It lasted all of 53 seconds, and reached a height of just 16 feet, but aerospace experts agreed that the maiden voyage of the Airbus Vahana flying car may have been the first step in a great leap that changes how humans get around. It’s not so much the Vahana’s technology that made the moment groundbreaking as it was who was in attendance: the Federal Aviation Administration (FAA).
There are many competitors, and the flying car race is still in its early stages, but what is now clear is that the technology is here. There’s nothing holding society back from taking to the skies but society itself. Are we ready? How would we incorporate flying cars into our existing infrastructure? Would it render our current infrastructure unnecessary? Would it be safe? This last question seems to be the most pressing, especially for the the FAA, whose job it is to keep us safe when we fly.
Any company looking to move into flying cars needs to impress the FAA more than it needs to impress consumers. Getting FAA approval is famously difficult, costly, and time consuming. Approval for modifications to Boeing’s 787 took years, and the FAA is intimately familiar with the aircraft. How long would it take them to approve flying cars — an entirely new technology with an entirely new set of “pilots”?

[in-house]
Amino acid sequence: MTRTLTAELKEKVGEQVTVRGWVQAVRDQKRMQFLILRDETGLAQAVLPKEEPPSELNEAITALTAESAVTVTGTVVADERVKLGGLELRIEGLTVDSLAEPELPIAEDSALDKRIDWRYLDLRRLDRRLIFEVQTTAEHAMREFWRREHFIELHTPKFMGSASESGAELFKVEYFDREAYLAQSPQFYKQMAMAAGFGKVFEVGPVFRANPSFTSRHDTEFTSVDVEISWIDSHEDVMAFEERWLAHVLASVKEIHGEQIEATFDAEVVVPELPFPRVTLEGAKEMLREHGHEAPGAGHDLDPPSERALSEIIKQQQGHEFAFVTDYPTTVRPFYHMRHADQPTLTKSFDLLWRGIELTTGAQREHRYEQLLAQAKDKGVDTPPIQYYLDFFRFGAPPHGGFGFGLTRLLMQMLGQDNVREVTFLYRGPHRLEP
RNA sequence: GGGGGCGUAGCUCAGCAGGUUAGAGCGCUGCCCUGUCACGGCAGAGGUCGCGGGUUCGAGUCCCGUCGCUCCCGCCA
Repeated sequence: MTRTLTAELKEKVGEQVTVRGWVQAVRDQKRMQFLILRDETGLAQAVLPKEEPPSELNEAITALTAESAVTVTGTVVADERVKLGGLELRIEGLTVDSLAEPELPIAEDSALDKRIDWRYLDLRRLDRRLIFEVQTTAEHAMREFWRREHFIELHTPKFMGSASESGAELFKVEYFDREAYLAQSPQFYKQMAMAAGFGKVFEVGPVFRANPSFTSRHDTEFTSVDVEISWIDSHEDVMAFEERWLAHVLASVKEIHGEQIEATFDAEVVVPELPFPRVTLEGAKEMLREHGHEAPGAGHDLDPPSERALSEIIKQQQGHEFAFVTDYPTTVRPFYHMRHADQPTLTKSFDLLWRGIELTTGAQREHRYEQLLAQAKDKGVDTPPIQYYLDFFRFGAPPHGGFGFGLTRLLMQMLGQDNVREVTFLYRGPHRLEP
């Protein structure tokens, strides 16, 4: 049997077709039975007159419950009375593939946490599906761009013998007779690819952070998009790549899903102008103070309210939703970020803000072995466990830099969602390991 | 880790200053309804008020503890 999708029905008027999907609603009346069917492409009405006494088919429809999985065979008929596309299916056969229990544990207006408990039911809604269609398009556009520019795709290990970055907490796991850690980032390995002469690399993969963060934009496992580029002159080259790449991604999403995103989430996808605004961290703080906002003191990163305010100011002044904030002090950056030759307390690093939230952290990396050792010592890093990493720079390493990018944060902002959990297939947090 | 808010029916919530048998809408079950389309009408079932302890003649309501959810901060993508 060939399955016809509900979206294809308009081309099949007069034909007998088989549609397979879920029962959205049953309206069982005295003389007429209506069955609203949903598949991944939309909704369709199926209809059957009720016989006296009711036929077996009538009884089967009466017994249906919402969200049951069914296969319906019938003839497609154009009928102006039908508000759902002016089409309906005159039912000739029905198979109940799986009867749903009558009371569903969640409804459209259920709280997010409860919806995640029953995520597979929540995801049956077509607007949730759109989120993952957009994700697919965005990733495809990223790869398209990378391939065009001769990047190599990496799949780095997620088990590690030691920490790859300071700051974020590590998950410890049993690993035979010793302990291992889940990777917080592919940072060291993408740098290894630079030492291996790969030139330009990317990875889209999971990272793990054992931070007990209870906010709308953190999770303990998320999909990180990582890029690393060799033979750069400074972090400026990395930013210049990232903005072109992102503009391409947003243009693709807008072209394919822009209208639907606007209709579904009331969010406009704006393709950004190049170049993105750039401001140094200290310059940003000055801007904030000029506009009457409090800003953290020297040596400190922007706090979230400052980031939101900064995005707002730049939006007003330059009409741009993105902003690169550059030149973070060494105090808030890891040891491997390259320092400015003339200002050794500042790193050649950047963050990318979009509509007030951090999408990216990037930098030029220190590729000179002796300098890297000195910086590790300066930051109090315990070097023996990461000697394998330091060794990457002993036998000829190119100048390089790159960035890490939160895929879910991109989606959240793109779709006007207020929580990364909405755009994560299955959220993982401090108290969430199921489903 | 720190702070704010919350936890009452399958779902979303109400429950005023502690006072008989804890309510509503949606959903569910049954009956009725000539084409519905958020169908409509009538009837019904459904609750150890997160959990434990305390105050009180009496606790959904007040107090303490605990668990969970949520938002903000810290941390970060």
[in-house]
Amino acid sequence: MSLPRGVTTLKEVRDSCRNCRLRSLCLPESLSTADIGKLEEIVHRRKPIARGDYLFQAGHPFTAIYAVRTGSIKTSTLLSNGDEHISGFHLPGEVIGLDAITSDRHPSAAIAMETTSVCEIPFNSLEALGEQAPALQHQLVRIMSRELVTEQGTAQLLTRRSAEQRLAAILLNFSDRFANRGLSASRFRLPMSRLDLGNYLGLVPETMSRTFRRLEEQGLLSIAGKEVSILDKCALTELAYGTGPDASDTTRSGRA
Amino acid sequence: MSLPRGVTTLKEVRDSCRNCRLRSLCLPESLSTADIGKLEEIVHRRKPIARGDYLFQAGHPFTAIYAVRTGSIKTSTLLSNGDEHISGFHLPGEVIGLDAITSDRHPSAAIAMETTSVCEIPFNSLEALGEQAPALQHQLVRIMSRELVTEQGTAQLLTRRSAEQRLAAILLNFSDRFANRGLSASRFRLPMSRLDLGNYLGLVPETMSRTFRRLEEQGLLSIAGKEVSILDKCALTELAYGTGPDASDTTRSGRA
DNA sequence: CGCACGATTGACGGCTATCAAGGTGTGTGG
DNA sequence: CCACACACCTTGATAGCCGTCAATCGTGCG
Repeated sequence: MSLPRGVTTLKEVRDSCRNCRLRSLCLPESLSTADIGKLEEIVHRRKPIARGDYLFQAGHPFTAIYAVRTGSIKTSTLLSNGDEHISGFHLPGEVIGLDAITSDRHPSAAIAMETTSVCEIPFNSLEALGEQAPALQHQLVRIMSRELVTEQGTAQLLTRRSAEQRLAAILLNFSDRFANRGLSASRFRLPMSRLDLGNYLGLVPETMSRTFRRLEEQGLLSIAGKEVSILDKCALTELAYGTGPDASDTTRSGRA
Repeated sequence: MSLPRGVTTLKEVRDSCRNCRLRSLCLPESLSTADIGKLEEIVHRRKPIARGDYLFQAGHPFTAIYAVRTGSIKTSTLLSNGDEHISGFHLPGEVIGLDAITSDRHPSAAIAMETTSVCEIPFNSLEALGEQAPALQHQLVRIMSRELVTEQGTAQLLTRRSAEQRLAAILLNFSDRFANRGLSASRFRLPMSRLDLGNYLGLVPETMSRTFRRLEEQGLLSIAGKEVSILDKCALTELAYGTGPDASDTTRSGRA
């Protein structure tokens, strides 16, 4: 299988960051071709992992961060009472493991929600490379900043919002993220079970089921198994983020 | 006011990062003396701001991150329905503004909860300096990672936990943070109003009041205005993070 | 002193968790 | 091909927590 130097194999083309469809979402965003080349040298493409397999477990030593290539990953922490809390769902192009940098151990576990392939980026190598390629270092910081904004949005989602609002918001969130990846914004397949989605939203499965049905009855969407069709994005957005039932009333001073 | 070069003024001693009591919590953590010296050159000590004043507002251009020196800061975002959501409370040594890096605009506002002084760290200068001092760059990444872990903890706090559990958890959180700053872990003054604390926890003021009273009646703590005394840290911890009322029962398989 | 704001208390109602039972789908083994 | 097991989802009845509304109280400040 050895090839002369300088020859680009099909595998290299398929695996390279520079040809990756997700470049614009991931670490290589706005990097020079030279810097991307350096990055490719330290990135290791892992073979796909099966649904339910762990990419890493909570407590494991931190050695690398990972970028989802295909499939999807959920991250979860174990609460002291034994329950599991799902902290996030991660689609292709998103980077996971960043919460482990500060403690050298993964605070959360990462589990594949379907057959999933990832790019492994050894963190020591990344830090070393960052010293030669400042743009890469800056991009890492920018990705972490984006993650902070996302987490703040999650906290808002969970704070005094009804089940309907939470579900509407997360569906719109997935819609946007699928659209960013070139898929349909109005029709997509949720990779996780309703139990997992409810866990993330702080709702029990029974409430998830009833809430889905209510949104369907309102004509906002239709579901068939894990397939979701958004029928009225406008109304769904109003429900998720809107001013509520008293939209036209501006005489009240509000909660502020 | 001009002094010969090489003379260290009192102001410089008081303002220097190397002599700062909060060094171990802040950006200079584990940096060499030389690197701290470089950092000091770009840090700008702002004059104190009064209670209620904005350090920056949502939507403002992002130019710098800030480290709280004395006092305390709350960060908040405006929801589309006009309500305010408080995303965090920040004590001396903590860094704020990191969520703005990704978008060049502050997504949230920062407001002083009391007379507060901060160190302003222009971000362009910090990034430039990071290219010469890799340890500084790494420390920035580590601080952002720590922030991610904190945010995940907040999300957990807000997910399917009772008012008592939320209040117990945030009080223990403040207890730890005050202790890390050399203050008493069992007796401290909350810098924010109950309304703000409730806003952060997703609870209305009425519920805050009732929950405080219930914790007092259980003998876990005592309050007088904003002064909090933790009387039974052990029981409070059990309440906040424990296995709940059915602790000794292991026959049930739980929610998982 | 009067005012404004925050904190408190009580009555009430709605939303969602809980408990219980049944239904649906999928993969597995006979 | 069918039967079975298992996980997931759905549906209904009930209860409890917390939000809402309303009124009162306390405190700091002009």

Ehang, a Chinese company, is already flying folks around in a giant drone, and they seem to have figured out how to grease the bureaucratic wheels. They primarily shuttle government workers.
Uber, the car-sharing giant, has announced an audacious plan to launch a flying car service in Dubai and Dallas as soon as 2020.
The FAA, realizing that the pace of technological advancement is overtaking their ability to regulate, is taking steps to modernize its rules for getting new aircraft designs certified. In December of 2016, the FAA rewrote the rigid design requirements for light aircraft to allow for more ways to prove safety — an important step in clearing the runway for flying cars.
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